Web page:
The RSS and its extremist associates yielded grumblingly or pusillanimously to the BJP on many issues -- especially on its neoliberal economic policy, which was unabashedly pro-globalisation. But the BJP was in power. It could silence RSS office-bearers by offering the loaves and fishes of office. Some Sangh leaders got worried at the sight of 'soft' pracharaks leading a life of luxury -- far, far removed from the austerity of the swayamsevak's world.
They are now venting their worries over these corrosive influences because the BJP is out of power. The RSS is also anxious because attendance at its shakhas is dropping and the influx of pracharaks has greatly decreased. As always, when threatened, the RSS has returned to its hardline moorings. It wants a more pliant BJP leadership.
However, the BJP is now too big to be bullied by the Sangh. Some of its leaders calculate that the RSS's door-to-door mobilisation during elections cannot win the party more than, say, 5 to 6 percent of the popular vote, a fraction of the party's 20-odd percentage point total. They believe that the NDA allies can contribute more to the BJP than the RSS. This perception may not be correct, but it prevails.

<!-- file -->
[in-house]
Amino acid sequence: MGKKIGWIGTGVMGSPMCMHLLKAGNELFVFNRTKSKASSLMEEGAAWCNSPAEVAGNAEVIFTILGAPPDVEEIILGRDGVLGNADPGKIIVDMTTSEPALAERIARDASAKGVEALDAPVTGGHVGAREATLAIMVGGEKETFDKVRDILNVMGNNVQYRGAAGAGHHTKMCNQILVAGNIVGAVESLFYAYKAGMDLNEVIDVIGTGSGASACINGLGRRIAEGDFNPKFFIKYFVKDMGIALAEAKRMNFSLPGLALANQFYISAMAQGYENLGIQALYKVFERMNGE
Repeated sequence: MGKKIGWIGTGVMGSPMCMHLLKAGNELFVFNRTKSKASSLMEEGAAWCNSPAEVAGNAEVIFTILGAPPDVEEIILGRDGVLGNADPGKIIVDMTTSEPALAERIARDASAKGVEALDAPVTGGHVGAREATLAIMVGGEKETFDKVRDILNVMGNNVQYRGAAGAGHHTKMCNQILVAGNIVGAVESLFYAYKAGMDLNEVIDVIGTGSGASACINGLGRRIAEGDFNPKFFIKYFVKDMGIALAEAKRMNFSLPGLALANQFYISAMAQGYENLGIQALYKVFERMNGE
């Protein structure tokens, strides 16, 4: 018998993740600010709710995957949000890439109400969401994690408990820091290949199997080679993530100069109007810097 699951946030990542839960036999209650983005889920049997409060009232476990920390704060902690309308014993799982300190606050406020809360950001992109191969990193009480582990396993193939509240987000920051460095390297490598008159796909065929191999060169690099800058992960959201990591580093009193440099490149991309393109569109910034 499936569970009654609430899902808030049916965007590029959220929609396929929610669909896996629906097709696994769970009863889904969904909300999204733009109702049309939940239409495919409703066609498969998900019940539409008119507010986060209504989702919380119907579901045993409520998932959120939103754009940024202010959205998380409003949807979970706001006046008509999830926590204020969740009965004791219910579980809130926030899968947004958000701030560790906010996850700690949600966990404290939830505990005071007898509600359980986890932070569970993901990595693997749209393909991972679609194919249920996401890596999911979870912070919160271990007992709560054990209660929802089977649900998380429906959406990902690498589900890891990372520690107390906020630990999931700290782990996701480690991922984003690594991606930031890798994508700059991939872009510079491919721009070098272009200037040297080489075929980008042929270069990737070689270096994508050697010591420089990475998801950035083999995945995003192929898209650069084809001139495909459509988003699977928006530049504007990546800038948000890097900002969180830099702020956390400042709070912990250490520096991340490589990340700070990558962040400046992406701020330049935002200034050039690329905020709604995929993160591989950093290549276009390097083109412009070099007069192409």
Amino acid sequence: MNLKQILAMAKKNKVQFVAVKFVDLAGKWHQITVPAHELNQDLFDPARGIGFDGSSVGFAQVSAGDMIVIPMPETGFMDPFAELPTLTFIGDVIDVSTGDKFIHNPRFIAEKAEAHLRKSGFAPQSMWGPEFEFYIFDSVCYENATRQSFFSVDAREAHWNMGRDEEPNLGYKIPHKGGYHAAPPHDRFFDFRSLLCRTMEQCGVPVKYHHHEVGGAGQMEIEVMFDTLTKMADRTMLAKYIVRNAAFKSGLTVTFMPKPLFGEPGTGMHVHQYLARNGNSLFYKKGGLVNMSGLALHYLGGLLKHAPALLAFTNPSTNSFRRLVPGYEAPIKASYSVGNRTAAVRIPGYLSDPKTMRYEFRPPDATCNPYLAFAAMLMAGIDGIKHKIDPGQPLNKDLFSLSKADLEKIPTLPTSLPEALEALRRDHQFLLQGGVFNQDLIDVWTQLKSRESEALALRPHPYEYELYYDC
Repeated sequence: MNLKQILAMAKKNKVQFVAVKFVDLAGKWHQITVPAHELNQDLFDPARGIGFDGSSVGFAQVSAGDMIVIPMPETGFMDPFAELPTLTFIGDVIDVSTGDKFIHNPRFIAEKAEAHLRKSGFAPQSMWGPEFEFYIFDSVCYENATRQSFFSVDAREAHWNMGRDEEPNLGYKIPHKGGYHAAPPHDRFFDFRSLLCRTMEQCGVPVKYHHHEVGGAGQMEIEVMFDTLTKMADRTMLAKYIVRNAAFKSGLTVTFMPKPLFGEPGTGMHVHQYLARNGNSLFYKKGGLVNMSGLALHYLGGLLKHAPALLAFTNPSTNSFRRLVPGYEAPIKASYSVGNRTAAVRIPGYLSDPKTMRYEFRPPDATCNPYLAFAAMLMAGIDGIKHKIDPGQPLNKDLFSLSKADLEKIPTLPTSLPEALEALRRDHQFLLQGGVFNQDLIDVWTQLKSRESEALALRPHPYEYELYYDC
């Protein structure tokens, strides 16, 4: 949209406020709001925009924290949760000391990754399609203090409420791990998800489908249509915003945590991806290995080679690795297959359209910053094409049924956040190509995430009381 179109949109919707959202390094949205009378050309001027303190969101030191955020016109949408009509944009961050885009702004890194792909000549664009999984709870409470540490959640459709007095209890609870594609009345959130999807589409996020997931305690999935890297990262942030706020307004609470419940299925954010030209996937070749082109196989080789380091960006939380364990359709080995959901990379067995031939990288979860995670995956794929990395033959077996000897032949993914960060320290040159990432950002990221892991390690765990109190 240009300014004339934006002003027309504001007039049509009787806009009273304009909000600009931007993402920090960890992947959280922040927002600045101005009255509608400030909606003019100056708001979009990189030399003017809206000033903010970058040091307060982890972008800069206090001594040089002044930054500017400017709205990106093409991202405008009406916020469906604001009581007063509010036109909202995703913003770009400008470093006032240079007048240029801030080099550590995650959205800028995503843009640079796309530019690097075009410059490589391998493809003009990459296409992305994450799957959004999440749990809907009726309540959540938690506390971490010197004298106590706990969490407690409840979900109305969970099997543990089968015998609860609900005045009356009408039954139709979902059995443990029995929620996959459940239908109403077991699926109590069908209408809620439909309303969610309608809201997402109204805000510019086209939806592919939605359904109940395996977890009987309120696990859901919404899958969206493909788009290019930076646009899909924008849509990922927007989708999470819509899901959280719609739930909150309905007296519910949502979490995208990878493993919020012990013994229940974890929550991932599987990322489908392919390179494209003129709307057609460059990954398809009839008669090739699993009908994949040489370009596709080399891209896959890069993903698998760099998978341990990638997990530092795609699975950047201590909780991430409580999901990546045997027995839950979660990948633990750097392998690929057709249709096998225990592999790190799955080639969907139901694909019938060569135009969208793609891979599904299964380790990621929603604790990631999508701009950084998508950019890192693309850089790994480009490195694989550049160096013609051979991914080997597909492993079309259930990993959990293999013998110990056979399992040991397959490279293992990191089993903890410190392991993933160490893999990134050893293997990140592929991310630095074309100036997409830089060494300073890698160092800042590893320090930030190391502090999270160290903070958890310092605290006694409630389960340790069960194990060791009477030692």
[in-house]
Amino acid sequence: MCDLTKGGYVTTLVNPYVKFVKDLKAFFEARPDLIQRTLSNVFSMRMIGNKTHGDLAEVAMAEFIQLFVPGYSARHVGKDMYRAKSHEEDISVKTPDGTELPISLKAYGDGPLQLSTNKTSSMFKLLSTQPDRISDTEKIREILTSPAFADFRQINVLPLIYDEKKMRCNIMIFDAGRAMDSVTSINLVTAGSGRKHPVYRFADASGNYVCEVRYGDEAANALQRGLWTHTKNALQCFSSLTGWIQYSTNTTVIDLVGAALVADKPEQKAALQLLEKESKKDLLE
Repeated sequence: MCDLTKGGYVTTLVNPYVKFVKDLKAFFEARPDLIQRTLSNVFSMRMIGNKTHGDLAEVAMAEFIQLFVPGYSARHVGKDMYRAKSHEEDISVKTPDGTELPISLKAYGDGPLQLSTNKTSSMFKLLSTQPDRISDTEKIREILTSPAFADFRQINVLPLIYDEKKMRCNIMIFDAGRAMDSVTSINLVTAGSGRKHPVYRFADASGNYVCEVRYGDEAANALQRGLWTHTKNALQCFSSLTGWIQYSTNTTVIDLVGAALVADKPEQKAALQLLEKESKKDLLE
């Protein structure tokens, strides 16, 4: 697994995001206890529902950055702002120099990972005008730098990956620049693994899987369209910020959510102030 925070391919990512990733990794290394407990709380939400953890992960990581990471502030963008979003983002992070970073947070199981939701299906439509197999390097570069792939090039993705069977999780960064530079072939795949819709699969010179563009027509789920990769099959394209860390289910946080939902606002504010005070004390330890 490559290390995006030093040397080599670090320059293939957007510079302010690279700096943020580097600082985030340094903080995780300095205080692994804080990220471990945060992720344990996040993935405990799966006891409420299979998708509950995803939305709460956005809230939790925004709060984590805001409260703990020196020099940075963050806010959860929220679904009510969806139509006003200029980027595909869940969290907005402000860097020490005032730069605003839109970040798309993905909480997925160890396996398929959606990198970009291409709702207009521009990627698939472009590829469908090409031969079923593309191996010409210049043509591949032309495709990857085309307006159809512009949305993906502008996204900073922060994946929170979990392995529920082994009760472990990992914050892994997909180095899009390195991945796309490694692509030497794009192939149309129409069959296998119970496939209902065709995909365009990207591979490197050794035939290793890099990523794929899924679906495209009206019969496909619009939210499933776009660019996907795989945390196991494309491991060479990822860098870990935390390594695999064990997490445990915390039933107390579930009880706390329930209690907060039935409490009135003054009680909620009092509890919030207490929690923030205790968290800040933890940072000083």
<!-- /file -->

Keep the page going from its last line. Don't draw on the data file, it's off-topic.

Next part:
These contrary perceptions, calculations and compulsions have precipitated a tug of war inside the Parivar, which neither side can easily win. The BJP, for its all fascination with economic globalisation, is not yet in a position to cut off its ideological dependence on Hindutva or its organisational links with the RSS. There is scope in India for a conservative Right-of-Centre party that is not aggressively communal, like the Christian Democrats in Western Europe.
The BJP cannot be such a party. The Vajpayee-Advani leadership does not have the stomach to execute such a change. If it couldn't do so while in power, it's most unlikely to do so now.
The BJP has found no issues to agitate, on which to rebuild itself. The 'foreign origins' (of Sonia Gandhi), the Savarkar quote, the Hubli Tiranga Yatra, have all failed. The party is floundering. What's on the cards now is more contention, suspicion and strife within the Parivar, more sniping at each other, and yet more disunity. That does not spell a half-way bright future for the downwardly mobile BJP. Its decline could prove irreversible.